Amy Watson, a preschool teacher in Portland, Oregon, had been fighting a low-grade fever for almost a month when doctors started talking to her about cancer.
It was April 9, right around the time that coronavirus cases were peaking across the United States. She’d fallen ill in mid-March with a fever and flu symptoms, just two days after the state had shut down schools. At that point, as we all are now deeply aware, there was a woeful shortage of coronavirus tests, and only frontline workers and patients sick enough to be hospitalized could get one. Watson called an advice nurse, who told her to assume she had the coronavirus and isolate for two weeks.
Most health guidelines at the time stated that “mild” cases of Covid-19 should only last around two weeks. But Watson’s illness lingered. So her doctor thought that having a fever for as long as she did—79 days, ultimately—was a sign she could have leukemia or lymphoma.
She got a comprehensive workup that day and tested negative for everything. She finally became eligible for a coronavirus test a month after first getting sick, because she has asthma. Her test, unsurprisingly, was positive.
Watson is among a growing number of coronavirus survivors who have found that a range of unsettling and seemingly inexplicable symptoms are persisting months after contracting Covid. In addition to fever, these symptoms have included a racing pulse, ongoing chest pain, chronic cough, dizziness, and mysterious tingling sensations.
In the isolation of quarantine, and with few concrete answers, coronavirus survivors are desperate to understand more about their symptoms and how long they might last, and to talk to others who have gone through a similar ordeal. In response, some have created online support groups where they can connect with others in the same boat.
Watson created the Facebook group Long Haul COVID Fighters in late April, a full two months after she first got sick. At that point, she says, she was feeling depressed and isolated. “I really hit a wall. I wasn’t getting better,” she told me. She wanted to find others like her out in the world and help them find support in a time of immense confusion. A banner on the group’s homepage reads, “Welcome. No, you are not crazy. You are not alone.”
The message resonated. Watson thought maybe a dozen people would join the group. Instead, it has drawn over 3,000 members from 58 countries. “The group has been so rewarding in just bringing people together, not just to commiserate but to share information,” she said. And that information could prove to be an unlikely DIY trove of valuable data for medical researchers.
Watson’s message certainly hit home for me. Around the same time Watson’s doctors were telling her she might have cancer, I was rounding out two weeks of what I was pretty sure was Covid in Brooklyn. I had what felt like a mild flu, plus the telltale shortness of breath. I had conducted a telemedicine appointment with my doctor, who prescribed me an inhaler and told me to self-isolate for two weeks. By the end of that time, I felt almost all better.
Then something strange happened: My toes started changing color. Every night, they’d become red, hot, and ungodly itchy. During the day, they’d be purple, as if they belonged to a corpse. Scheduling an appointment with a dermatologist for an unrelated foot problem in the middle of a pandemic felt ridiculous—hundreds of people were dying every day in New York at that point. But whatever this was—a rash? Gangrene? Creeping death?—got worse, causing many sleepless nights in which I would spray my burning feet with ice-cold water at 3 a.m. So I made the appointment with my dermatologist.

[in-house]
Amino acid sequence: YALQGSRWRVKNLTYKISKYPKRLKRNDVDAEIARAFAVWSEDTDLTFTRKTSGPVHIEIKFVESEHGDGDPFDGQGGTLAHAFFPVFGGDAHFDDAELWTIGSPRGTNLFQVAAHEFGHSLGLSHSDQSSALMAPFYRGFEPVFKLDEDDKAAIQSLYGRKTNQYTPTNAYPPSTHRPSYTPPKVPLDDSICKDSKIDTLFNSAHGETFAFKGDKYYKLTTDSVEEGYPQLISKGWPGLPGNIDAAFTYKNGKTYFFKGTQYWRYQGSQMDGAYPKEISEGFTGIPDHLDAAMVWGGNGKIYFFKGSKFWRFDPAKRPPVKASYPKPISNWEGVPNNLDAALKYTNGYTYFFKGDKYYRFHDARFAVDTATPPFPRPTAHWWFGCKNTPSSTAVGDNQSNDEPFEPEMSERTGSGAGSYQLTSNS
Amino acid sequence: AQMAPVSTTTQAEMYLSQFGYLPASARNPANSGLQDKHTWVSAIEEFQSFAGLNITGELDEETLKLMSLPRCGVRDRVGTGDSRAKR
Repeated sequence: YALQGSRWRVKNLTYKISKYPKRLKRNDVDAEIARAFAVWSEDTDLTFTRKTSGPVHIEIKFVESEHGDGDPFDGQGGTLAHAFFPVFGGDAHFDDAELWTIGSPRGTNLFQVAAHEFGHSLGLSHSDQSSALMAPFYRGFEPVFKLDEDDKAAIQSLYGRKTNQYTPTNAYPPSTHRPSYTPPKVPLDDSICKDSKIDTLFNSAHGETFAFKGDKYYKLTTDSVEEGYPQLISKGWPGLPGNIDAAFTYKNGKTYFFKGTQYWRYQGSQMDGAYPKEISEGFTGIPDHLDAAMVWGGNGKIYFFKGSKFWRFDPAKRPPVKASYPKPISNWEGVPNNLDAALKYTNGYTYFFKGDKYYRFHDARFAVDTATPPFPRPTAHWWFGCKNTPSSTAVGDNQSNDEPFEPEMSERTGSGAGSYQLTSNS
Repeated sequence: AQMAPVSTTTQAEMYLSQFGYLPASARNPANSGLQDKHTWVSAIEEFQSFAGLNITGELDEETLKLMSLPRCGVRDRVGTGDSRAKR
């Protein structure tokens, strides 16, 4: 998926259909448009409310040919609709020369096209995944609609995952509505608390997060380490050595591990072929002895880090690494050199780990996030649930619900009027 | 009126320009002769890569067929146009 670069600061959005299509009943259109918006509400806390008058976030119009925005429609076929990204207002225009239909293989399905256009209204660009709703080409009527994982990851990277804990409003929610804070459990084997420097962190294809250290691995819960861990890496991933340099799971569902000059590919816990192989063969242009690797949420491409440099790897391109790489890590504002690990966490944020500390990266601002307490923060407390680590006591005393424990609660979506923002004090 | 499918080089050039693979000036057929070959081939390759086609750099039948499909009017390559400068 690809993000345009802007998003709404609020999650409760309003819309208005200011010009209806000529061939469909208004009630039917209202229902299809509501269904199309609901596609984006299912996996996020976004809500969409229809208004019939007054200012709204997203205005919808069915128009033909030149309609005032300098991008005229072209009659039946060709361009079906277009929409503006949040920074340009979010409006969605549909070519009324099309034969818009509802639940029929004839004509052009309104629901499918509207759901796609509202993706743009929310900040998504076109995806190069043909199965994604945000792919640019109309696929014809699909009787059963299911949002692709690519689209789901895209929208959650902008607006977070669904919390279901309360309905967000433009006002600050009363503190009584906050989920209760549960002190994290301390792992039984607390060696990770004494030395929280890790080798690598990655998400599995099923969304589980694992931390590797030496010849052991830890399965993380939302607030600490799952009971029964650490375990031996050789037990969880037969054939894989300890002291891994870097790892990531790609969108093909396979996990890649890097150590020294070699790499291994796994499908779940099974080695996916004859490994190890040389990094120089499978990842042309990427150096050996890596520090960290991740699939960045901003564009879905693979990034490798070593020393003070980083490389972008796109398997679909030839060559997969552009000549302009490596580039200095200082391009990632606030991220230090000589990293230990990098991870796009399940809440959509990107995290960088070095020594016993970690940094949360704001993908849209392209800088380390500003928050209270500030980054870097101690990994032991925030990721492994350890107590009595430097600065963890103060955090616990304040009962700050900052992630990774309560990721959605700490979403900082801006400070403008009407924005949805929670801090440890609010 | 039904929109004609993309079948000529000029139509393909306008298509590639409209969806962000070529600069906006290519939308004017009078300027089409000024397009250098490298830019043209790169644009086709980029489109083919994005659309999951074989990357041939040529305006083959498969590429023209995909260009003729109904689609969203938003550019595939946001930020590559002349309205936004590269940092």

She suggested that my situation could be related to my presumed bout with Covid. We all now know about “Covid toes,” but at the time it seemed like a stretch to connect the two. My dermatologist was part of a group of skin doctors compiling a national registry of skin conditions related to the coronavirus, and they’d discovered a number of patients suffering symptoms similar to mine.
Over the next weeks, my dermatologist experimented with various combinations of ointments to address the problem, which seemed to be imitating a condition called chilblains. I got a slew of blood tests to rule out diabetes and lethal blood clots. Throughout this torturous process, I was lucky that I had an available, thoughtful dermatologist who did her best to make educated guesses about what the hell was going on. But it’s also clear that she was, like most of the medical profession amid this pandemic, driving blind.
I scoured the internet for stories of other people who had similar symptoms. Most articles about Covid toes said it only lasted a few weeks. My doctor said the longest she’d heard of someone having this was six weeks. I’m going on eight weeks. “We don’t really know,” she told me in one of our telemedicine appointments, accompanied by an apologetic shrug.
“It’s very difficult because no one really can say with certainty what will happen,” said Dr. Mady Hornig, an immunologist and professor of epidemiology at Columbia University, who is researching Covid-19’s connections to long-term conditions like myalgic encephalomyelitis/chronic fatigue syndrome, or ME/CFS. She herself has also experienced some of these more “oddball symptoms” for over eight weeks, she told me. For patients and medical professionals alike, the uncertainty and lack of information about the disease can be “extremely frustrating.”
Though I can hardly compare my symptoms to the experiences of people on life support or dying from the coronavirus, they have been bewildering, confusing, and sometimes scary. I’ve had to limit my neighborhood strolls to avoid activating “fire feet,” as I’ve taken to calling them. All my decisions revolve around this condition, including whether or not to go to the anti-police protests exploding across the country.
Support groups like Long Haul COVID Fighters have been a rare solace. The group members “really empathize with each other and can be there for each other,” Watson told me. “And there are people who are like, ‘Hey, I’m getting better, but I want to be here for others, and here’s my phone number, you can call me any time, day or night.’ I’ve never seen that before on the internet.”
There are a dizzying number of posts on the group. Many have to do with symptoms, asking if others are experiencing the same ones—everything from tingling to a frantic pulse to swelling and bruising. People report having chest pain, reflux, weight loss, post-viral fatigue syndrome, and, yes, purple toes. Many long-haulers are dealing with the disorienting self-doubt that comes when their symptoms are dismissed by doctors and loved ones. And others are “success stories” of members who have finally turned the corner 10, 11, or 12 weeks into their illnesses.